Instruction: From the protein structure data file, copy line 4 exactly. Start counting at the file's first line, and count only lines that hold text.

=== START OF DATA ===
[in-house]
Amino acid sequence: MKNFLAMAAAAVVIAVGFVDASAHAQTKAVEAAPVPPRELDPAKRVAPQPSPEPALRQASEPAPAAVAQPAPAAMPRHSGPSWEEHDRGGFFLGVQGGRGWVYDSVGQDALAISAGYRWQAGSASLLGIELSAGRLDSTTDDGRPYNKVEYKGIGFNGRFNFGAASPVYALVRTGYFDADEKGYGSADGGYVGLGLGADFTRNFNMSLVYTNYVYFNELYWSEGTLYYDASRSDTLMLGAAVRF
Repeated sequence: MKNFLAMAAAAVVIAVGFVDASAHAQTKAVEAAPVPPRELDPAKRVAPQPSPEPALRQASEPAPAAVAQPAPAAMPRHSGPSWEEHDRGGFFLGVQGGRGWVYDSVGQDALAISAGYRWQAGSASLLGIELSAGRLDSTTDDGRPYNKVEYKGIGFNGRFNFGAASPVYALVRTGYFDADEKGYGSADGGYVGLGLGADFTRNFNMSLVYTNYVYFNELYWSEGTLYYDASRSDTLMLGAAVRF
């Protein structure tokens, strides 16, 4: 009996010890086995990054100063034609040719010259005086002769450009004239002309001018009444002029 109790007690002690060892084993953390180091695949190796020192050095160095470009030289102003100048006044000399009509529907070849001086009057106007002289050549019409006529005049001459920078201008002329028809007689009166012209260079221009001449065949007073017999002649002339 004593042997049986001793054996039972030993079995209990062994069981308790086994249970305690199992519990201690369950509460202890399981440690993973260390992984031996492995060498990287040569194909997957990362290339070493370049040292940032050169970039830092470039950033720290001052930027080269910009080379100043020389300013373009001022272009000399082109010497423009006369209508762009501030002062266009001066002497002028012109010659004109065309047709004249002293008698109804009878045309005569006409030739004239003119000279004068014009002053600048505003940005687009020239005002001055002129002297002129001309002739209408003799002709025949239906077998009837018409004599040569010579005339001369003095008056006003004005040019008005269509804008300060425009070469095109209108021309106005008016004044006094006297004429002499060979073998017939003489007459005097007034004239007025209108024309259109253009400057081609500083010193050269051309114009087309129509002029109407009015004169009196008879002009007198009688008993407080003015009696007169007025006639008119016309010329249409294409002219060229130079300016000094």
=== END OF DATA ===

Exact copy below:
């Protein structure tokens, strides 16, 4: 009996010890086995990054100063034609040719010259005086002769450009004239002309001018009444002029 109790007690002690060892084993953390180091695949190796020192050095160095470009030289102003100048006044000399009509529907070849001086009057106007002289050549019409006529005049001459920078201008002329028809007689009166012209260079221009001449065949007073017999002649002339 004593042997049986001793054996039972030993079995209990062994069981308790086994249970305690199992519990201690369950509460202890399981440690993973260390992984031996492995060498990287040569194909997957990362290339070493370049040292940032050169970039830092470039950033720290001052930027080269910009080379100043020389300013373009001022272009000399082109010497423009006369209508762009501030002062266009001066002497002028012109010659004109065309047709004249002293008698109804009878045309005569006409030739004239003119000279004068014009002053600048505003940005687009020239005002001055002129002297002129001309002739209408003799002709025949239906077998009837018409004599040569010579005339001369003095008056006003004005040019008005269509804008300060425009070469095109209108021309106005008016004044006094006297004429002499060979073998017939003489007459005097007034004239007025209108024309259109253009400057081609500083010193050269051309114009087309129509002029109407009015004169009196008879002009007198009688008993407080003015009696007169007025006639008119016309010329249409294409002219060229130079300016000094």